Warren Buffett has advised DIY retail investors to simply buy a low-cost S&P 500 index fund and sit back and relax. Here we’ll look at how to invest in the S&P 500 index with the best S&P 500 ETFs.
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Introduction – What Is the S&P 500 Index?
The S&P 500 Index, the modern shorthand name of the Standard & Poor’s 500 Index, is simply a curated collection of the 500 largest publicly traded companies in the United States based on total market capitalization. The index as we know it today was started in 1957. It is probably the most followed stock index, including household names like Apple, Amazon, Disney, Google, Microsoft, Johnson & Johnson, etc. These components are weighted in the index by their size, with the top 10 holdings making up over 25% of the index.
Because the index comprises roughly 82% of the total U.S. stock market and spans all market sectors, it is used as a proxy and benchmark for “the market” as a whole. Whether you’re a beginner or a seasoned investor, the S&P 500 index is a reliable cornerstone of a long-term buy-and-hold investment strategy, providing broad diversification and low risk in equities. If you’ve arrived on this page, you likely already know those facts.
Now let’s look at how exactly to invest in the S&P 500 using index funds in the form of ETFs.
How To Invest in the S&P 500 – The 3 Best S&P 500 ETFs
Thankfully, to invest in the S&P 500 index, you don’t have to buy the 500 companies’ stocks individually. But you also can’t buy an index directly. You need an index fund – a fund that tracks the index. Index funds come in the form of mutual funds or ETFs (Exchange Traded Funds). The latter is now starting to replace the former.
Because the S&P 500 index is so popular, there are quite a few ETFs that track the index, hold those underlying stocks, and trade as a single security/ticker, all at low fees. By buying shares of a single fund, you can own all 500 companies in the index.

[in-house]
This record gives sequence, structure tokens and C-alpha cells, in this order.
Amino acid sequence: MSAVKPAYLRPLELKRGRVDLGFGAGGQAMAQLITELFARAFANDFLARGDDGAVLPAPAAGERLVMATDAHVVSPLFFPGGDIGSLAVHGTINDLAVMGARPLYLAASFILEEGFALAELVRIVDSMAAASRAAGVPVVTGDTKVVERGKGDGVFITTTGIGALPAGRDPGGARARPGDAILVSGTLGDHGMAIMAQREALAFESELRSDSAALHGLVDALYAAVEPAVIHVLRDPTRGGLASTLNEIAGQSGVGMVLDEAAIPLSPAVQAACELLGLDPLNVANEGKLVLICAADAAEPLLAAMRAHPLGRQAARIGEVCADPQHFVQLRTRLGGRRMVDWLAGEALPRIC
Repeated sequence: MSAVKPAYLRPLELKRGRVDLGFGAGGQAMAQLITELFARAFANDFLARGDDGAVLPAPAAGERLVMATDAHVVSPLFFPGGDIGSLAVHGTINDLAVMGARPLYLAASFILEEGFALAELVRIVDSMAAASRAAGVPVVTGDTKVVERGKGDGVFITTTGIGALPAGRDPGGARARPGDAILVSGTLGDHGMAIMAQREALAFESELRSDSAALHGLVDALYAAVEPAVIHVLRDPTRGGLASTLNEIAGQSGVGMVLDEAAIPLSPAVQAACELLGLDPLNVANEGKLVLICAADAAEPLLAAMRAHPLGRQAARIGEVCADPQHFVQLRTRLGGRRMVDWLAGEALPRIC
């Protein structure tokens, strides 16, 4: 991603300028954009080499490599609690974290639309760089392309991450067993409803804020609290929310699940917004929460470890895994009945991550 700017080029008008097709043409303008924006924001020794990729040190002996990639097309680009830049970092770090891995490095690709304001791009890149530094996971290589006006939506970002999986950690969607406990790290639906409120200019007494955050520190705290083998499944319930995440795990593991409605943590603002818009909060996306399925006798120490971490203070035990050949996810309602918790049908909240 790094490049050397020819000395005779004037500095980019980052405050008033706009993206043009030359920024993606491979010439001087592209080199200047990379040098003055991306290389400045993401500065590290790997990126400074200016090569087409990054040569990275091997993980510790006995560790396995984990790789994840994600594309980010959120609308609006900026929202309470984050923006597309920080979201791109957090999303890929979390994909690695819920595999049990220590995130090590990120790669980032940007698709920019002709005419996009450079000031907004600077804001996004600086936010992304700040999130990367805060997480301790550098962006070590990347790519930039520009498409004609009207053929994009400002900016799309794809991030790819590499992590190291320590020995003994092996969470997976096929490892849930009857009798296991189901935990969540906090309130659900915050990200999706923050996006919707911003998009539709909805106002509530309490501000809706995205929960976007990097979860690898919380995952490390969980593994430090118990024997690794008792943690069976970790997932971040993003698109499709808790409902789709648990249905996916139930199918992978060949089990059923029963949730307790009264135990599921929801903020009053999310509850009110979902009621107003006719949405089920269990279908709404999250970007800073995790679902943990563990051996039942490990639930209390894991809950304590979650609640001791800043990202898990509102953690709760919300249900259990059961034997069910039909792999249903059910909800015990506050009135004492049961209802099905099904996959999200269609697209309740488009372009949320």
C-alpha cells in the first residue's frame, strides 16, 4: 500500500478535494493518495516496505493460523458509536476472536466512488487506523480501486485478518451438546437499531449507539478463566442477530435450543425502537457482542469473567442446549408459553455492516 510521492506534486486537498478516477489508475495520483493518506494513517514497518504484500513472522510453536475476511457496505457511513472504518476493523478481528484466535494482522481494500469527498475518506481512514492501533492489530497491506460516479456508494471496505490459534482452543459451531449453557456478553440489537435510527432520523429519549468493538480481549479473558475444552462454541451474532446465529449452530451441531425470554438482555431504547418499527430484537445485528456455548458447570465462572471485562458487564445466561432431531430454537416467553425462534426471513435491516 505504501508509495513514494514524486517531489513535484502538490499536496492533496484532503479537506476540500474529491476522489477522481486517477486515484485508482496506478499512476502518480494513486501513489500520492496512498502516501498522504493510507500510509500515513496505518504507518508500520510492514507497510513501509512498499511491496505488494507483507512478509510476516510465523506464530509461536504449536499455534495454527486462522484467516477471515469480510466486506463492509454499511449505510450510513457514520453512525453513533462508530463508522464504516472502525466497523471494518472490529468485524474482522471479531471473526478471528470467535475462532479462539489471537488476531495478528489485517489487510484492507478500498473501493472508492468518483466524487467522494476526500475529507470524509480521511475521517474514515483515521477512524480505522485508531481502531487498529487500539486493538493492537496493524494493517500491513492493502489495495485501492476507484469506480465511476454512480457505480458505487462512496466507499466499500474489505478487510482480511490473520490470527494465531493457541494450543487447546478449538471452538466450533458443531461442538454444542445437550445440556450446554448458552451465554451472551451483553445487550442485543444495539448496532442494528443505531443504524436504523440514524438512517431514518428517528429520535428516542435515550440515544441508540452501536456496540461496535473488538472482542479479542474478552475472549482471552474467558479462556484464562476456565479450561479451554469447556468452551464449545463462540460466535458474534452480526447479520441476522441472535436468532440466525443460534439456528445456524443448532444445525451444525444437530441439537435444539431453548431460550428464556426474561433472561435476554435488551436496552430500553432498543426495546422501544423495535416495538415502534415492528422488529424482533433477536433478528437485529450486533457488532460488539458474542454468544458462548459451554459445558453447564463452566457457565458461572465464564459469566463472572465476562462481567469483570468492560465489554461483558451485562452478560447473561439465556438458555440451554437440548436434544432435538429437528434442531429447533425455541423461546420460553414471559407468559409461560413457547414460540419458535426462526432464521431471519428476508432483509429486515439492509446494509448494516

Proponents of passive, buy-and-hold index investing like Warren Buffett, Jack Bogle, and many others suggest simply finding a highly liquid, low-cost index fund to access the S&P 500 index as the core holding in one’s stocks portfolio. Below we’ll look at several of the best S&P 500 ETFs to do just that.
Since these funds employ passive replication of the index as opposed to active management, they have low fees and high liquidity. All you have to do is buy shares of one of the ETFs below through an online broker and you can say you are invested in the S&P 500.
SPY – SPDR® S&P 500 ETF Trust
SPY is the most highly traded ETF, boasting nearly $300B in assets, and rightfully so. SPY was one of the first ETFs around; SPDR® launched this ETF in 1993. SPY has an expense ratio of 0.09%.
VOO – Vanguard S&P 500 ETF
Jack Bogle, considered by many to be “the father of index investing,” founded the brokerage firm Vanguard. Vanguard is famous for offering some of the cheapest index funds in the game. VOO is Vanguard’s ETF to track the S&P 500 index and was established in 2010. The fund has over $500B in assets and an expense ratio of 0.03%.
IVV – iShares Core S&P 500 ETF
IVV from iShares has $200B in assets. The fund was established in 2000 and carries an expense ratio of 0.03%.
Conclusion and Where To Buy These S&P 500 ETFs
All 3 of these ETFs are solid choices to invest in the S&P 500 index, so you can’t really go wrong. All 3 have very high AUM and liquidity, and all 3 have a history of tracking the index reliably and accurately. At the time of writing, IVV and VOO have the same expense ratio of 0.03% compared to 0.09% for SPY, so I would go with IVV or VOO. I’m partial to Vanguard, so I use VOO myself.
All 3 of these S&P 500 ETFs should be available at any major broker. My choice is M1 Finance. The online broker has zero transaction fees and offers fractional shares, dynamic rebalancing, and a modern, user-friendly interface and mobile app. I wrote a comprehensive review of M1 Finance here.
Disclosures: I am long VOO in my own portfolio.
Disclaimer: While I love diving into investing-related data and playing around with backtests, I am in no way a certified expert. I have no formal financial education. I am not a financial advisor, portfolio manager, or accountant. This is not financial advice, investing advice, or tax advice. The information on this website is for informational and recreational purposes only. Investment products discussed (ETFs, mutual funds, etc.) are for illustrative purposes only. It is not a recommendation to buy, sell, or otherwise transact in any of the products mentioned. Do your own due diligence. Past performance does not guarantee future returns. Read my lengthier disclaimer here.